I wrote an article on the 10 things I loved about being in Argentina a little while ago when in Argentina. So I seemed it only fitting to do the same for Brazil. This is a country that has long been on my radar, but put off due to visa constraints and the sheer size of the country. Now that I have arrived, I couldn’t be more excited. This is a country of great diversity a near perfect climate and some amazing landscapes. There are a thousand things to like about being in Brazil, but these are my top 10:
I had just spent over two months in the stretches of Patagonia surviving bitter cold weather and winds that literally swept people off their feet. And all though I did go for a swim on a beach in Antarctica, the beaches in Brazil are much more conducive to relaxation and serenity. Soft sand beaches, rich green landscapes, and an amazing overall vibe.
2) Fresh Juices
Oh juice how I adore thee. There is nothing like fresh fruit squeezed into a glass with thick pulp. In most cities in Brazil, nearly every street is cornered by a shop that sells fresh fruit juices ranging from everything between pineapple and locally famous acai. They usually also sell cheap burgers and are open 24 hours a day. The perfect place for a snack any time of day or night.
3) The People
The women of Brazil are shaped like goddesses and walk like they know it. They have soft cocoa butter skin, bright white smiles, and enough attitude to keep any man intrigued and on his toes. And, look, I’m an equal opportunity person, every girl I’ve known has drooled over Brazilian men.
I’ve always been a big fan of diversity, and for the “Anchorman” fans out there, no, diversity isn’t an old wooden ship. However, diversity, if played out right, is a beautiful thing. The agglomeration of cultures from Iberian European all the way to African form the heart, soul, and fabric of Brazilian culture.
Brazil could easily become one of the world’s great sports nations. It seems like everywhere you go there is a different group of people taking in a different sport. Whether it be beach volleyball, basketball, or the more popular football. Go to any beach and you’ll find people playing sports. Impressively, you’ll see match of footvolley which is basically volleyball played without using your hands.
6) Music and Dance
I’ve been known to get down on a dance floor or two in my day, but in all honesty, it’s probably not all too pretty. I’m guessing that I must look like Vanilla Ice mixed with Ross from friends when I dance. However, the Brazilians have no shortage of dance moves or the rhythmic music to accompany it all. Brazil, along with Cuba, Puerto Rico and Colombia, really form the heart and soul of Latin American Music.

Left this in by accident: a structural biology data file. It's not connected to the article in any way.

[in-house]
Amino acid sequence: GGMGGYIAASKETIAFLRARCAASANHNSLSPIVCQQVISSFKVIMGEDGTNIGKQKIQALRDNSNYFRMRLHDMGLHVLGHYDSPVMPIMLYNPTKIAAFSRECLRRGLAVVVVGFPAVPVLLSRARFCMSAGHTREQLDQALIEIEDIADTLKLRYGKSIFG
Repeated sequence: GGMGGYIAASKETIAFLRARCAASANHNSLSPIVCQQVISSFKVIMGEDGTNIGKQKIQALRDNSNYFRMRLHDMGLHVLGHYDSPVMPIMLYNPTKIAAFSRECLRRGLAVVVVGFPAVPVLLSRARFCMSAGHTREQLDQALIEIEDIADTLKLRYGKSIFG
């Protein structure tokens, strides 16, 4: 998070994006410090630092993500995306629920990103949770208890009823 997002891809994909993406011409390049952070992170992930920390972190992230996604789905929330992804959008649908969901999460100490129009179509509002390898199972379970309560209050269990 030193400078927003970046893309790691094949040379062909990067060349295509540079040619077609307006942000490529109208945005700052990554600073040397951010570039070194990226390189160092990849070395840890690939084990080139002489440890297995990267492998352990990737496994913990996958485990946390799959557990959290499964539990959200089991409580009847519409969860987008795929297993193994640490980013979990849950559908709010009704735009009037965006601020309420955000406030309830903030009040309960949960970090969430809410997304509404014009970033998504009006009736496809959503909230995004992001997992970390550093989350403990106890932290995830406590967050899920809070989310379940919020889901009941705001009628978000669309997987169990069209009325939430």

7) That thong tha, thong, tong thong
It’s not the thong itself; it is the idea of the thong that I like. In Brazilians of all shapes and sizes rock out the thong without a second thought. You see, the thong is a symbol of a culture that prides itself on the ability to be open and honest about everything, including the size of their bottoms. So I tip my glass to you Brazil, “to thongs!!”
And though I’m not as keen to it, the same goes for the dudes rocking speedos. You have to applaud the courage.
I never realized how much I began to take for granted my ability to speak Spanish until I reached Brazil. It was like traveling Central America 5 years ago all over again. There is something really fun about the struggle to try and communicate and eventually overcoming it in the end. To me, Portuguese sounds hilarious when spoken. It almost sounds like a really drunken version of Spanish with a dash of broken French. In any case, it is always good fun to challenge myself to learn a new language.
9) The Food
I’ll be the first to admit that I’m not much of a foodie. Sure, I love quality grub, but it’s definitely not a focus. That said, I do love Brazilian food. I think it’s part of the diversity. You find plenty of the traditional Brazilian foods, but you also find Portuguese, Japanese, Indian and basically everything in between.
10) The Coffee (Mostly)
Brazil is one of the biggest coffee producers in the world. In fact, Brazilians will tell you that theirs is the best on the planet. And while I might argue with that a bit – shout outs to Colombia and Ethiopia – it is pretty delicious.
That said, I added the (mostly) clause to this for a reason. Despite the fact that they have some of the best coffee in the world, it is still often really hard to find a good cup, and instant is far too often served.